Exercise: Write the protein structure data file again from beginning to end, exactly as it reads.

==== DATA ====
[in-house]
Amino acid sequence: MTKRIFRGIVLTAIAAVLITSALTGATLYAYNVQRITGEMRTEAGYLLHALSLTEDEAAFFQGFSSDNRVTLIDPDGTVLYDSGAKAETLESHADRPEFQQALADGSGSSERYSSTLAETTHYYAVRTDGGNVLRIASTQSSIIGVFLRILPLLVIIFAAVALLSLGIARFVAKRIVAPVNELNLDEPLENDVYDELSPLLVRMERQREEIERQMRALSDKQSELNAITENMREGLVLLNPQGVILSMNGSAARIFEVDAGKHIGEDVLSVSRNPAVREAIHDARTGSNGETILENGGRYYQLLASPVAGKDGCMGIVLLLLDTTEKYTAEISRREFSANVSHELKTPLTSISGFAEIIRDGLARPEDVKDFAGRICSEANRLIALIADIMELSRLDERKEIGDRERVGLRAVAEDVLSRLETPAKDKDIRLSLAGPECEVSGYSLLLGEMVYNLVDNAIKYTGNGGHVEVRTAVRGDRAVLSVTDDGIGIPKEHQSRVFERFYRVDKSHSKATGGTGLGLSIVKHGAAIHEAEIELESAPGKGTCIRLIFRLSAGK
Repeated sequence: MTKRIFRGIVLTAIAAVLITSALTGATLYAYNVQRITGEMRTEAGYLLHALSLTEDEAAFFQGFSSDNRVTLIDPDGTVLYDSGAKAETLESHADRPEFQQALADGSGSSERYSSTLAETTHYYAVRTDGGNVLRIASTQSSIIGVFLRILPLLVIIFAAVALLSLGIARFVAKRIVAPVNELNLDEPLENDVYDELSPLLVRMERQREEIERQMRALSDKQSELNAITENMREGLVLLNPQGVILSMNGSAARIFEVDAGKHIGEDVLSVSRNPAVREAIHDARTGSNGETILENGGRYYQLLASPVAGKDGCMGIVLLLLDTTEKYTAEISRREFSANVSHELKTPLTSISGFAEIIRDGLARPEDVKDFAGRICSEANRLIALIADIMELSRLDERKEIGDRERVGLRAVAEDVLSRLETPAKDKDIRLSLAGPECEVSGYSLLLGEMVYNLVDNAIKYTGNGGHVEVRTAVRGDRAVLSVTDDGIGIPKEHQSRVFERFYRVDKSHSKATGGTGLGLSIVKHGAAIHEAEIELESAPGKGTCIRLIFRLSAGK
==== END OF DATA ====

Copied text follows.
[in-house]
Amino acid sequence: MTKRIFRGIVLTAIAAVLITSALTGATLYAYNVQRITGEMRTEAGYLLHALSLTEDEAAFFQGFSSDNRVTLIDPDGTVLYDSGAKAETLESHADRPEFQQALADGSGSSERYSSTLAETTHYYAVRTDGGNVLRIASTQSSIIGVFLRILPLLVIIFAAVALLSLGIARFVAKRIVAPVNELNLDEPLENDVYDELSPLLVRMERQREEIERQMRALSDKQSELNAITENMREGLVLLNPQGVILSMNGSAARIFEVDAGKHIGEDVLSVSRNPAVREAIHDARTGSNGETILENGGRYYQLLASPVAGKDGCMGIVLLLLDTTEKYTAEISRREFSANVSHELKTPLTSISGFAEIIRDGLARPEDVKDFAGRICSEANRLIALIADIMELSRLDERKEIGDRERVGLRAVAEDVLSRLETPAKDKDIRLSLAGPECEVSGYSLLLGEMVYNLVDNAIKYTGNGGHVEVRTAVRGDRAVLSVTDDGIGIPKEHQSRVFERFYRVDKSHSKATGGTGLGLSIVKHGAAIHEAEIELESAPGKGTCIRLIFRLSAGK
Repeated sequence: MTKRIFRGIVLTAIAAVLITSALTGATLYAYNVQRITGEMRTEAGYLLHALSLTEDEAAFFQGFSSDNRVTLIDPDGTVLYDSGAKAETLESHADRPEFQQALADGSGSSERYSSTLAETTHYYAVRTDGGNVLRIASTQSSIIGVFLRILPLLVIIFAAVALLSLGIARFVAKRIVAPVNELNLDEPLENDVYDELSPLLVRMERQREEIERQMRALSDKQSELNAITENMREGLVLLNPQGVILSMNGSAARIFEVDAGKHIGEDVLSVSRNPAVREAIHDARTGSNGETILENGGRYYQLLASPVAGKDGCMGIVLLLLDTTEKYTAEISRREFSANVSHELKTPLTSISGFAEIIRDGLARPEDVKDFAGRICSEANRLIALIADIMELSRLDERKEIGDRERVGLRAVAEDVLSRLETPAKDKDIRLSLAGPECEVSGYSLLLGEMVYNLVDNAIKYTGNGGHVEVRTAVRGDRAVLSVTDDGIGIPKEHQSRVFERFYRVDKSHSKATGGTGLGLSIVKHGAAIHEAEIELESAPGKGTCIRLIFRLSAGK